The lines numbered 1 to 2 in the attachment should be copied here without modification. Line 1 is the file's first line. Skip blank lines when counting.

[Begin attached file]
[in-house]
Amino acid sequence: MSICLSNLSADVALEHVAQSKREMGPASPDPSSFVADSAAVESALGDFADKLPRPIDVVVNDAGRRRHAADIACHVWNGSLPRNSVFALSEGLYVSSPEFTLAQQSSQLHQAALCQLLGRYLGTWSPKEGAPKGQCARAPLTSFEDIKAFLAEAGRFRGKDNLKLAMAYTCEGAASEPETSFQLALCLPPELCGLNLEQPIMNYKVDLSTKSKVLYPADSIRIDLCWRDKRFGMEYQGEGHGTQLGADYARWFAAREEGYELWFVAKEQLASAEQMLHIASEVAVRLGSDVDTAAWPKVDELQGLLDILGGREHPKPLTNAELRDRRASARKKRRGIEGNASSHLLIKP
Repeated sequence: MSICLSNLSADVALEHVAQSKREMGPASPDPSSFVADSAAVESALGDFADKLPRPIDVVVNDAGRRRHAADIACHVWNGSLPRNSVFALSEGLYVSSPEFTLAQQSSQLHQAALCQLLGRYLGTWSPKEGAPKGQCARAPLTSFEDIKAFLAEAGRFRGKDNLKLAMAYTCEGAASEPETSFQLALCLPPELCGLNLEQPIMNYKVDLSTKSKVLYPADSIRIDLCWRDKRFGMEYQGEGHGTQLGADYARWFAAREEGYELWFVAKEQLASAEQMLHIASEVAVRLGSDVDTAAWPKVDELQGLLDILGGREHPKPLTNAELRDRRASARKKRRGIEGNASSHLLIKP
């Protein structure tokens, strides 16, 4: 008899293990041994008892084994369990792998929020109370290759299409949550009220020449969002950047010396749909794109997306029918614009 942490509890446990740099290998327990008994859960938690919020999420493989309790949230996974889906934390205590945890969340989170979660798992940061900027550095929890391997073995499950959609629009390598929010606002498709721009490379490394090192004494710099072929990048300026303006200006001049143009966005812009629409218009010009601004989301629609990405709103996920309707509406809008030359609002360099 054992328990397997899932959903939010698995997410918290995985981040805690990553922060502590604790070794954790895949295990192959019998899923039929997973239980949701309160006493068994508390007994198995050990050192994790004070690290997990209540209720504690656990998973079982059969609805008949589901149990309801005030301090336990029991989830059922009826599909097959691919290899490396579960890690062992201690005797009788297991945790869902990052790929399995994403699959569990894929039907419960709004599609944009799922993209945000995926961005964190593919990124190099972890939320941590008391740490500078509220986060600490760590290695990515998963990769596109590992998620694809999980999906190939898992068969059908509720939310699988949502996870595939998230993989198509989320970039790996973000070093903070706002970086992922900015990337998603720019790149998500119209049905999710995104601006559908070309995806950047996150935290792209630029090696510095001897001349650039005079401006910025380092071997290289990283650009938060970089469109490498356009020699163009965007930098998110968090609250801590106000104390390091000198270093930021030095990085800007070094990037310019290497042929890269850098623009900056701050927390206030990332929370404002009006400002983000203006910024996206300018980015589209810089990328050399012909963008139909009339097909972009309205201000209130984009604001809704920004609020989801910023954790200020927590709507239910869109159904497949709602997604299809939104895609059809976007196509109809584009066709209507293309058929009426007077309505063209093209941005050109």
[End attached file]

[in-house]
Amino acid sequence: MSICLSNLSADVALEHVAQSKREMGPASPDPSSFVADSAAVESALGDFADKLPRPIDVVVNDAGRRRHAADIACHVWNGSLPRNSVFALSEGLYVSSPEFTLAQQSSQLHQAALCQLLGRYLGTWSPKEGAPKGQCARAPLTSFEDIKAFLAEAGRFRGKDNLKLAMAYTCEGAASEPETSFQLALCLPPELCGLNLEQPIMNYKVDLSTKSKVLYPADSIRIDLCWRDKRFGMEYQGEGHGTQLGADYARWFAAREEGYELWFVAKEQLASAEQMLHIASEVAVRLGSDVDTAAWPKVDELQGLLDILGGREHPKPLTNAELRDRRASARKKRRGIEGNASSHLLIKP